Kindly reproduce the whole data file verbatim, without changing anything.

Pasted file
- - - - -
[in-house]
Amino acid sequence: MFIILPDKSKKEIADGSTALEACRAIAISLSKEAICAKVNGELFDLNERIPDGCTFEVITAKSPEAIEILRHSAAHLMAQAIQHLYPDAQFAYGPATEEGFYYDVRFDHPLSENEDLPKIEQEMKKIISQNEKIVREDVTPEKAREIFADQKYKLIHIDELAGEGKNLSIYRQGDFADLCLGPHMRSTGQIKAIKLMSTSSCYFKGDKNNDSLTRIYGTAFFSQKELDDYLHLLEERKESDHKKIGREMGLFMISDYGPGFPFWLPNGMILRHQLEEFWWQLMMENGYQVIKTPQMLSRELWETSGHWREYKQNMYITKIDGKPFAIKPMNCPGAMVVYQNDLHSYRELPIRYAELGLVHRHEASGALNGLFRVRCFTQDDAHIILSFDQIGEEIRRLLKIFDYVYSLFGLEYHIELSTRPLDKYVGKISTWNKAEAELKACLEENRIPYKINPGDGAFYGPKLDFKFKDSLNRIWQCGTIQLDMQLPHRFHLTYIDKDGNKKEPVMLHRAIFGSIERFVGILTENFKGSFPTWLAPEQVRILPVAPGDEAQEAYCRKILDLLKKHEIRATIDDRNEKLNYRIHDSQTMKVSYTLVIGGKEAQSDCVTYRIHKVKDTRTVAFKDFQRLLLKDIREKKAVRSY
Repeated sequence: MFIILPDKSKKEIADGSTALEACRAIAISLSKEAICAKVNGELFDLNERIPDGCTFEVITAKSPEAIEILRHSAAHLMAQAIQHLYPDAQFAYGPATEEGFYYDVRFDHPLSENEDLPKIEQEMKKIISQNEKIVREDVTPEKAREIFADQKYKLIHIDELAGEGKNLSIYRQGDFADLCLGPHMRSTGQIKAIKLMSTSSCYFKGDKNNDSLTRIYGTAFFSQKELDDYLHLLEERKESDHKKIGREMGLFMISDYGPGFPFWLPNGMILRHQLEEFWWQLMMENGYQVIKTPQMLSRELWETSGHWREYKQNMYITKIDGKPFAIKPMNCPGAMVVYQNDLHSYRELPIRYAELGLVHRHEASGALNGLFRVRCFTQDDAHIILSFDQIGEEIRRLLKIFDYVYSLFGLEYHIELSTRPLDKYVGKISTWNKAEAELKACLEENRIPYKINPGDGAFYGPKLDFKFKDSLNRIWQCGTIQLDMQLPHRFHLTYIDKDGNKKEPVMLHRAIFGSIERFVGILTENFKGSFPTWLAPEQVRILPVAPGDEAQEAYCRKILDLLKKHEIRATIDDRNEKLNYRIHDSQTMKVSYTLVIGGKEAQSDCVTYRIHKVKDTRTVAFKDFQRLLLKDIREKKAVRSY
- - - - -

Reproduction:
[in-house]
Amino acid sequence: MFIILPDKSKKEIADGSTALEACRAIAISLSKEAICAKVNGELFDLNERIPDGCTFEVITAKSPEAIEILRHSAAHLMAQAIQHLYPDAQFAYGPATEEGFYYDVRFDHPLSENEDLPKIEQEMKKIISQNEKIVREDVTPEKAREIFADQKYKLIHIDELAGEGKNLSIYRQGDFADLCLGPHMRSTGQIKAIKLMSTSSCYFKGDKNNDSLTRIYGTAFFSQKELDDYLHLLEERKESDHKKIGREMGLFMISDYGPGFPFWLPNGMILRHQLEEFWWQLMMENGYQVIKTPQMLSRELWETSGHWREYKQNMYITKIDGKPFAIKPMNCPGAMVVYQNDLHSYRELPIRYAELGLVHRHEASGALNGLFRVRCFTQDDAHIILSFDQIGEEIRRLLKIFDYVYSLFGLEYHIELSTRPLDKYVGKISTWNKAEAELKACLEENRIPYKINPGDGAFYGPKLDFKFKDSLNRIWQCGTIQLDMQLPHRFHLTYIDKDGNKKEPVMLHRAIFGSIERFVGILTENFKGSFPTWLAPEQVRILPVAPGDEAQEAYCRKILDLLKKHEIRATIDDRNEKLNYRIHDSQTMKVSYTLVIGGKEAQSDCVTYRIHKVKDTRTVAFKDFQRLLLKDIREKKAVRSY
Repeated sequence: MFIILPDKSKKEIADGSTALEACRAIAISLSKEAICAKVNGELFDLNERIPDGCTFEVITAKSPEAIEILRHSAAHLMAQAIQHLYPDAQFAYGPATEEGFYYDVRFDHPLSENEDLPKIEQEMKKIISQNEKIVREDVTPEKAREIFADQKYKLIHIDELAGEGKNLSIYRQGDFADLCLGPHMRSTGQIKAIKLMSTSSCYFKGDKNNDSLTRIYGTAFFSQKELDDYLHLLEERKESDHKKIGREMGLFMISDYGPGFPFWLPNGMILRHQLEEFWWQLMMENGYQVIKTPQMLSRELWETSGHWREYKQNMYITKIDGKPFAIKPMNCPGAMVVYQNDLHSYRELPIRYAELGLVHRHEASGALNGLFRVRCFTQDDAHIILSFDQIGEEIRRLLKIFDYVYSLFGLEYHIELSTRPLDKYVGKISTWNKAEAELKACLEENRIPYKINPGDGAFYGPKLDFKFKDSLNRIWQCGTIQLDMQLPHRFHLTYIDKDGNKKEPVMLHRAIFGSIERFVGILTENFKGSFPTWLAPEQVRILPVAPGDEAQEAYCRKILDLLKKHEIRATIDDRNEKLNYRIHDSQTMKVSYTLVIGGKEAQSDCVTYRIHKVKDTRTVAFKDFQRLLLKDIREKKAVRSY